Hitchcock’s shower scene in Psycho is classic terror.
And because this is a family blog, I give you….the LEGO version.
Maybe this scene rings so true because we all have a bit of shower insecurity.
A shower once traumatized me…and it wasn’t even my shower.
Did you ever notice the words “adoption” and “insanity” have the same number of letters?
This is no coincidence.
It’s been four and a half years since the Wednesday our kids arrived.
Social Services lost our fingerprint results, delaying our approval to foster children. The family who’d housed our kiddos for eighteen months had enough chaos from the two darlings to last a lifetime. They declined to allow the children to stay longer, so the social worker found a foster family willing to provide care for a month, to give time for new prints.
The social worker ignored my suggestion to ask the FBI whether another copy of the results might be available. After we were re-printed, results appeared very quickly. A miracle, some might say. Or the social worker found them, misfiled…
The interim foster parent, a friend of mine, delivered the children on a mild Wednesday afternoon. At the time, we didn’t know that a social worker was supposed to be present to “facilitate” the situation. The kids had no idea what was happening. Neither did we.
My friend hugged me tight, tears in her eyes. (I was a little blurry, myself.) “So happy for you. Congratulations, Mama!” She smiled and drove away. Upon examining the memory, I think she might have been laughing.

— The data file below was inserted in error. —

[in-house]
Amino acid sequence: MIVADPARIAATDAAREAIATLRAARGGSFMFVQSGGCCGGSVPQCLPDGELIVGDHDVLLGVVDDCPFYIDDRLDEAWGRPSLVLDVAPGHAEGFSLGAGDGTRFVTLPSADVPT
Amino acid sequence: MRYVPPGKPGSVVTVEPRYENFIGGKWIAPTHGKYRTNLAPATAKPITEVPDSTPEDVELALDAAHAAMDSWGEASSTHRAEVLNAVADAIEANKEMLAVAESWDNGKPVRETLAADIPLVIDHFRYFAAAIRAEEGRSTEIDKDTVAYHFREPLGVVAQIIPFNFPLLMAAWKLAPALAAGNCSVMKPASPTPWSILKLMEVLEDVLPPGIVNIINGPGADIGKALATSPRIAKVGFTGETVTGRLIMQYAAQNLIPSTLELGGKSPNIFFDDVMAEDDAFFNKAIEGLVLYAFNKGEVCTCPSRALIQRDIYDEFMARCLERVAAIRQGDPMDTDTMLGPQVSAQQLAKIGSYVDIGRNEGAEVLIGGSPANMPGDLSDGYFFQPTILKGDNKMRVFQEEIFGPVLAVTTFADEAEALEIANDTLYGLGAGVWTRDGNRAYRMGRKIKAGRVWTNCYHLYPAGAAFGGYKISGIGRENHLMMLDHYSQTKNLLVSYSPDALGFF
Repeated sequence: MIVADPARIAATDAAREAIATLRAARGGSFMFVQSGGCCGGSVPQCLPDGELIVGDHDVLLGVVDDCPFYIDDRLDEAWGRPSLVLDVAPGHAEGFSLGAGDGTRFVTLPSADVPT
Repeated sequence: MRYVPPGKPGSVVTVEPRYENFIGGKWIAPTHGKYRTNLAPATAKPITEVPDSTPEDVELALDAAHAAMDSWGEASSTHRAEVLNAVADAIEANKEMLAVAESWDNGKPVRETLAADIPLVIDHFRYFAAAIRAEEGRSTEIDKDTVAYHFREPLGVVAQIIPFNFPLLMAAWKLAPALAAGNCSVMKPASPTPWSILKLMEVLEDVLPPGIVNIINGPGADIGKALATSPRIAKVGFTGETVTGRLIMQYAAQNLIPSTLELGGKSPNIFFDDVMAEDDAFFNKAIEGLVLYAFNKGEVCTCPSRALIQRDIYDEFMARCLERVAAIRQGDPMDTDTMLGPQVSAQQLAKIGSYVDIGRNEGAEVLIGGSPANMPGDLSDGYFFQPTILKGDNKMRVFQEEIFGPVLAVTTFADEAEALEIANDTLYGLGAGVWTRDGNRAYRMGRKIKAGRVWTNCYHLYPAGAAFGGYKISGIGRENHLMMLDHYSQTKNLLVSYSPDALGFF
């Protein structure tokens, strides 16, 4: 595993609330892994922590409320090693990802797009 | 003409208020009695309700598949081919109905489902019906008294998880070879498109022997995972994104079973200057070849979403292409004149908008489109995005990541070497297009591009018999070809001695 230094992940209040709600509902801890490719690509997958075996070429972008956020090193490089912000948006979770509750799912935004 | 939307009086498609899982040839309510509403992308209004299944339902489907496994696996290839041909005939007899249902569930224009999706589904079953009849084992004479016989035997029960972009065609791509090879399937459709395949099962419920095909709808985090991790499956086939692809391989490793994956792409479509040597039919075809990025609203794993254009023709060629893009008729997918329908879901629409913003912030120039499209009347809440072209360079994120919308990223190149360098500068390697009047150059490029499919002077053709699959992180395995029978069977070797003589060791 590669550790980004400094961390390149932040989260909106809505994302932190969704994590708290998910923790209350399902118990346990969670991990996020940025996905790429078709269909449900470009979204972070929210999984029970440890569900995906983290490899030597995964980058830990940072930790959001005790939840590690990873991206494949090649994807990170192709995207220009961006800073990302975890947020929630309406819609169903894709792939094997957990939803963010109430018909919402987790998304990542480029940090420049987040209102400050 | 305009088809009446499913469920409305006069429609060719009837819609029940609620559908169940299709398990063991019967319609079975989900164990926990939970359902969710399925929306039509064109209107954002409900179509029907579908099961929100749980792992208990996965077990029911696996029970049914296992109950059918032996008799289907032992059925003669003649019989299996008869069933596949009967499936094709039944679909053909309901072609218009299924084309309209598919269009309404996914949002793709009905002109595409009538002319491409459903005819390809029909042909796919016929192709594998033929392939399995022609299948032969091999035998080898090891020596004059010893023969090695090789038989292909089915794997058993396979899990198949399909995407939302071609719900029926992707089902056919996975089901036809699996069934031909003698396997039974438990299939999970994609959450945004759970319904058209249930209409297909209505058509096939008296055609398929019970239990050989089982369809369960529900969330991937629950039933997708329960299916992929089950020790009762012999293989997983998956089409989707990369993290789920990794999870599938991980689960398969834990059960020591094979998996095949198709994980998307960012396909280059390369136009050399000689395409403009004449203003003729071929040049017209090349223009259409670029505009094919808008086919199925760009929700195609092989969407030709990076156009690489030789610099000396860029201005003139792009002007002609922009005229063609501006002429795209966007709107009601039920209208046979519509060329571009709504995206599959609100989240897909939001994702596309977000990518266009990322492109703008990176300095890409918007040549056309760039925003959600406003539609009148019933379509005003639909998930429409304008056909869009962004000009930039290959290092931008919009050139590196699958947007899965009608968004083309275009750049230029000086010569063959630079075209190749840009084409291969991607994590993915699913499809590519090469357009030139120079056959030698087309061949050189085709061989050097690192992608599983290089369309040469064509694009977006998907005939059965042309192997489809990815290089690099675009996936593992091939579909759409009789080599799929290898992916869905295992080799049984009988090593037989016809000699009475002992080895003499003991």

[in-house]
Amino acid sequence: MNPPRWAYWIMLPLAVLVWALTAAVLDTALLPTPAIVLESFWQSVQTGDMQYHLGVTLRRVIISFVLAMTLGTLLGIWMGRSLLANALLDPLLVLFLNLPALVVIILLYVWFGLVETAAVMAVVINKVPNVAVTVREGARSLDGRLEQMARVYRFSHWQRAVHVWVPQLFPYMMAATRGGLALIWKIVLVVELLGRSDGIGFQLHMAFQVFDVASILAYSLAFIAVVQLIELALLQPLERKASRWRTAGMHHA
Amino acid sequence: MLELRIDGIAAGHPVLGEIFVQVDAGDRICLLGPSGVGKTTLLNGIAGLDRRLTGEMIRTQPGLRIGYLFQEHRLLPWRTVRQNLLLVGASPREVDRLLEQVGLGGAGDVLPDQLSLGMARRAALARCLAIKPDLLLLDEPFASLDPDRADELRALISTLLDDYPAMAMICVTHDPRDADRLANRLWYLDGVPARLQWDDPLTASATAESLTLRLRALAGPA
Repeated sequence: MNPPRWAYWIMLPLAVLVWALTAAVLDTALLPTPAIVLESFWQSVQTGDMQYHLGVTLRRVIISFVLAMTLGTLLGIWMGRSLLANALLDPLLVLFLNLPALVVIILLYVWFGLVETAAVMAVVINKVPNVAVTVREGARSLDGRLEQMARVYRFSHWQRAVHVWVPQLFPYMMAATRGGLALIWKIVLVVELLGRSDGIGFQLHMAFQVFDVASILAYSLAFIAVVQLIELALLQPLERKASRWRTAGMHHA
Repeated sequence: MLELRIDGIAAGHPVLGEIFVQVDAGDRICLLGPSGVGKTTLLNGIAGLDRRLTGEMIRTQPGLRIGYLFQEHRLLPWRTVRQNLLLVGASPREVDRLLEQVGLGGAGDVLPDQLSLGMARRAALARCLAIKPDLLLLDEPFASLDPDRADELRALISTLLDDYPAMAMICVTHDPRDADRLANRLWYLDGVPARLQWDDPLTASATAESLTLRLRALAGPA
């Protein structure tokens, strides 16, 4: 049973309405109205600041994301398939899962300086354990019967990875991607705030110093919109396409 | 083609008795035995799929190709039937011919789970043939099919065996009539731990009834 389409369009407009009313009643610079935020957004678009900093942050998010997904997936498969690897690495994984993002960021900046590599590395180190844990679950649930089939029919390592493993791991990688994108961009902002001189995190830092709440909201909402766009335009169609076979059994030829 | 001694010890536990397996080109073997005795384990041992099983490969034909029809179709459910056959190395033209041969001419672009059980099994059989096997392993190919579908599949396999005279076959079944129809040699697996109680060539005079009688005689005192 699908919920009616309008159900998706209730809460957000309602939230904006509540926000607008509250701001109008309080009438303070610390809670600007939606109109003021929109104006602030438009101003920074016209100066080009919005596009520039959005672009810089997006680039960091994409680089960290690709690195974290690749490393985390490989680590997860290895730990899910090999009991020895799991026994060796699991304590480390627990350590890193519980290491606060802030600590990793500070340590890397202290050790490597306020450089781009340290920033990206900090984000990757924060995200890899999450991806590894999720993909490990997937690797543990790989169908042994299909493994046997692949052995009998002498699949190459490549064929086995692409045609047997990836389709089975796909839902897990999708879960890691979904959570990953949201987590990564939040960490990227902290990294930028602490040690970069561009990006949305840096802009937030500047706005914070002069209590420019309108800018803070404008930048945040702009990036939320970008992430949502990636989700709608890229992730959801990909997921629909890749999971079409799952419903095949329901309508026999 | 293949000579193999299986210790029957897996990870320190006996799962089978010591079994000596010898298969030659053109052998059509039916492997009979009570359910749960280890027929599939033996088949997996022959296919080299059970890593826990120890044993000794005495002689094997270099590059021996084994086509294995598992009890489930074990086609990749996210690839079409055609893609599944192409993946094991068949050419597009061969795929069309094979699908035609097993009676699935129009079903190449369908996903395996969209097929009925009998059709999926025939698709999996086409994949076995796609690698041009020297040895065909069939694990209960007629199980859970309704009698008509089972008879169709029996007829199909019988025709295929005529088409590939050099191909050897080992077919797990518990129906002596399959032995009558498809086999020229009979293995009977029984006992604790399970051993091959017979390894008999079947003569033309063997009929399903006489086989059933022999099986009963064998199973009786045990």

Married ten years, Hubby and I had approximately 20 years of “kid experience” between us. Surely, we could handle this instant-family situation.
We’d spent the equivalent of two days with the kiddos, then 5 and newly-turned-7. They seemed to like us. This would be a breeze. They were so teeny and adorable.
Like baby jackals. Or, perhaps, hyenas.
Maybe you’ve heard the phrase, “Wednesday’s child is full of woe.” That Wednesday evening foreshadowed the next two years of our lives with fair accuracy.
We took them to a church spaghetti dinner—I was thrilled at the idea of not cooking. They were thrilled at the prospect of a table full of desserts.
During the course of the meal, they ate bread, salad, pasta and meat sauce with their hands. Utensils seemed utterly foreign to them.
The urchins spilled six (count ’em, six) cups of pink lemonade—including a huge trip-fall-splash that involved about a third of the floor space—and the five year old ate a napkin.
Ate a napkin.
Well, ate might be slight exaggeration. He stuffed the napkin in his mouth, and despite (or because of) our exhortations of “Oh, honey, don’t…don’t do that.” “No, that’s not food. Take it out.” “Spit that out right now.” “SPIT. IT. OUT.” he continued to chew the paper with a “make me” glint in his sweet blue eyes.
Finally, Hubby said, in a display of fearless parenting,
“Fine. Swallow it. It’ll probably stop you up and you won’t poop for a week.”
It worked. The game was no longer fun. He deposited the mass of wet fibers onto the floor with swift efficiency.